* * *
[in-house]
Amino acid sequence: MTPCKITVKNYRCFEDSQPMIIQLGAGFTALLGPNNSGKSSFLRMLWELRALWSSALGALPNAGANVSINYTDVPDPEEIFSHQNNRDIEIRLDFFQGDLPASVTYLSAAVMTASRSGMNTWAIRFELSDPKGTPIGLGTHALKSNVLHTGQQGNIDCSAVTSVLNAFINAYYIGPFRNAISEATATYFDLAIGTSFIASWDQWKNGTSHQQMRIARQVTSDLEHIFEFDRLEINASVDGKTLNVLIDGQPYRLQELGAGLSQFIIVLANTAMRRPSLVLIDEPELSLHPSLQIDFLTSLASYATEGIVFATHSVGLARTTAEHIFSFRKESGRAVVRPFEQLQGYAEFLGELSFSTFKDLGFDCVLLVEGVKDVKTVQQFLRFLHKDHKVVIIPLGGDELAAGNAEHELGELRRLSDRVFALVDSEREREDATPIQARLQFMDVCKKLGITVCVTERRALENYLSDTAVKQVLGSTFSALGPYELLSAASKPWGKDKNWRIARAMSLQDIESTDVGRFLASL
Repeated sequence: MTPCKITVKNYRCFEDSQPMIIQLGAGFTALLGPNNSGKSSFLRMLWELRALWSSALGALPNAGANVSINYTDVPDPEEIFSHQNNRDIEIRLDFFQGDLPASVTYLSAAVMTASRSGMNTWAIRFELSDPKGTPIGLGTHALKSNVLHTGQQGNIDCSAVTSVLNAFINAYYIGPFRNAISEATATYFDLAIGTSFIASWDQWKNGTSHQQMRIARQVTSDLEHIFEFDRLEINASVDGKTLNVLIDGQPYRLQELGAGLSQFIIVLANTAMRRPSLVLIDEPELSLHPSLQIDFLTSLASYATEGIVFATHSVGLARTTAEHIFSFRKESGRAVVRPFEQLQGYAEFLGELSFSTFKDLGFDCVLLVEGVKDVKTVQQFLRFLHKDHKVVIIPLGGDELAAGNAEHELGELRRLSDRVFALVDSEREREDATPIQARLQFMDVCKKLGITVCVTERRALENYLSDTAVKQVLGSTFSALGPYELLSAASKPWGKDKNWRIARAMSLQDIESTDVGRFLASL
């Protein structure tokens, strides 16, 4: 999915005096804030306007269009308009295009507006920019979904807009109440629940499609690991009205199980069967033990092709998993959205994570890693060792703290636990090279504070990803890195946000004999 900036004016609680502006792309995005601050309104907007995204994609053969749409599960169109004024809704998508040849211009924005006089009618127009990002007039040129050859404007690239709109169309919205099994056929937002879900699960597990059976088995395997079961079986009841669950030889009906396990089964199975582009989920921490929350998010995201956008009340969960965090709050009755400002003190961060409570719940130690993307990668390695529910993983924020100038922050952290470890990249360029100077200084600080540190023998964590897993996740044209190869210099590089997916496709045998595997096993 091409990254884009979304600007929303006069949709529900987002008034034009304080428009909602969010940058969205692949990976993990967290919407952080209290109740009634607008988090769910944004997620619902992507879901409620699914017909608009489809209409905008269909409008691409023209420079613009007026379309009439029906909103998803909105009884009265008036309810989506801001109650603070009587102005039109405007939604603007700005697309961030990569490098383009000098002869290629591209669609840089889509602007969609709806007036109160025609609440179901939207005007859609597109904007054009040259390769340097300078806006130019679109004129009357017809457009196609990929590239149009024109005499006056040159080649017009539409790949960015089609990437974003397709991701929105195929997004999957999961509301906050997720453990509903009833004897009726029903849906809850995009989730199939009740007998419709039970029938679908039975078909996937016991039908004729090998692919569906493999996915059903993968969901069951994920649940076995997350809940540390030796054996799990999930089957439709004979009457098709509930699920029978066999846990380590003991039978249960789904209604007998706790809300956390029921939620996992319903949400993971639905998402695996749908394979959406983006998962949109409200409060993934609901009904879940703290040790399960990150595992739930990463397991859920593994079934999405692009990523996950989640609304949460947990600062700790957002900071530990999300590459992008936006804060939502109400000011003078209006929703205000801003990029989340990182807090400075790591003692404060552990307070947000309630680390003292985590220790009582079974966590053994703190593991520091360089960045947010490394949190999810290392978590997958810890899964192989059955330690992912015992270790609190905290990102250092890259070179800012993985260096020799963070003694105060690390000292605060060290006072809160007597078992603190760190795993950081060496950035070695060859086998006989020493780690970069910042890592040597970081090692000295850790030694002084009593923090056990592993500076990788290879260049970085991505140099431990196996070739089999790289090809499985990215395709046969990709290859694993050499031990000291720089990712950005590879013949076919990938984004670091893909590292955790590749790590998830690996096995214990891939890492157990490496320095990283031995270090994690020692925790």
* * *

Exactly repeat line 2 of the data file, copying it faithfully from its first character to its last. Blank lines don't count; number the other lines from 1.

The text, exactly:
Amino acid sequence: MTPCKITVKNYRCFEDSQPMIIQLGAGFTALLGPNNSGKSSFLRMLWELRALWSSALGALPNAGANVSINYTDVPDPEEIFSHQNNRDIEIRLDFFQGDLPASVTYLSAAVMTASRSGMNTWAIRFELSDPKGTPIGLGTHALKSNVLHTGQQGNIDCSAVTSVLNAFINAYYIGPFRNAISEATATYFDLAIGTSFIASWDQWKNGTSHQQMRIARQVTSDLEHIFEFDRLEINASVDGKTLNVLIDGQPYRLQELGAGLSQFIIVLANTAMRRPSLVLIDEPELSLHPSLQIDFLTSLASYATEGIVFATHSVGLARTTAEHIFSFRKESGRAVVRPFEQLQGYAEFLGELSFSTFKDLGFDCVLLVEGVKDVKTVQQFLRFLHKDHKVVIIPLGGDELAAGNAEHELGELRRLSDRVFALVDSEREREDATPIQARLQFMDVCKKLGITVCVTERRALENYLSDTAVKQVLGSTFSALGPYELLSAASKPWGKDKNWRIARAMSLQDIESTDVGRFLASL